Tags: Illegal Immigration | illegal juveniles | Jim Avila border crossing

ABC's Avila Says $5 Got Him Over Guatemalan Border

By    |   Monday, 08 Sep 2014 01:40 PM


It's not that difficult to cross into Mexico's southern border from Guatemala, claims ABC News reporter Jim Avila: For $5, he was able to board a raft and make a short trip across a river, along with three other people.

"We found in Guatemala just last month makeshift rafts, filled with immigrants crossing illegally into Mexico heading to the U.S.," Avila said during a segment on ABC's "This Week" Sunday. "I boarded one with no papers, no IDs checked. Cost me $5 to bring three people over here from Guatemala to Mexico."

As nearly 75 percent of the nearly 63,000 illegal, unaccompanied migrant juveniles that have come across the United States' southern border have been from Central America, there has been concern that many are traveling through Guatemala on their way north. Others pass through Belize into Mexico, and then into the United States, ABC reports.

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Mexico issues regional visitor permits to allow Guatemalans to come into their country without presenting a passport, reports Breitbart. Once they've crossed into Mexico, Guatemalans may stay for up to three days in the border towns, allowing plenty of time for them to board trains and head 1,000 miles north to the United States border.

However, in recent weeks, Mexico has been pulling migrants off the trains, reports Breitbart, in hopes of deterring illegals from using them.

As of last month, Mexico had deported more than 13,000 unaccompanied minors, while the United States has not deported any.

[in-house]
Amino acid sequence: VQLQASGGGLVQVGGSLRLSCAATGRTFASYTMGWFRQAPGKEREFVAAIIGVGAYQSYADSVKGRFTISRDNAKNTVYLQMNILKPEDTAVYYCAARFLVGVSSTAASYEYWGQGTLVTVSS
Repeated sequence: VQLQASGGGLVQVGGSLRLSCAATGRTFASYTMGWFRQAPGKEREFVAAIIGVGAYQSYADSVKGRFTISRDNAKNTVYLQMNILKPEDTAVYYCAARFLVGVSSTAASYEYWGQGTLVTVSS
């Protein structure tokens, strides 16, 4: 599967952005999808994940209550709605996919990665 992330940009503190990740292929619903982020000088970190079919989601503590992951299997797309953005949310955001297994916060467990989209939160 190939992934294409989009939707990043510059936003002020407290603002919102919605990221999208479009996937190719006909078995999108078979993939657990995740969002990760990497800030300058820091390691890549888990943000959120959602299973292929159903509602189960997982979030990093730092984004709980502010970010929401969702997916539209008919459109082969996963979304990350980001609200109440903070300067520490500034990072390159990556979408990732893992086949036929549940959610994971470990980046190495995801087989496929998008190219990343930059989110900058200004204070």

That figure represents 93 percent of the 14,000 undocumented children had who entered
Mexico illegally from Central American countries. Mexico also booted more than 64,000 of 69,000 adults who were seized this year at its southern border.

The United States, on the other hand, has detained 60,000 Central American minors this year, mainly from El Salvador, Guatemala, and Honduras, without deporting any of them.

According to Mexican government sources, most of the unaccompanied minors are age
12-17, and most are boys. They are sent home to their Central American countries by plane, while those who are accompanied by adult family members are given bus tickets back home.


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It's not that difficult to cross into Mexico's southern border from Guatemala, claims ABC News reporter Jim Avila: For $5, he was able to board a raft and make a short trip across a river, along with three other people.
Illegal Immigration, illegal juveniles, Jim Avila border crossing
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2014-40-08
Monday, 08 Sep 2014 01:40 PM
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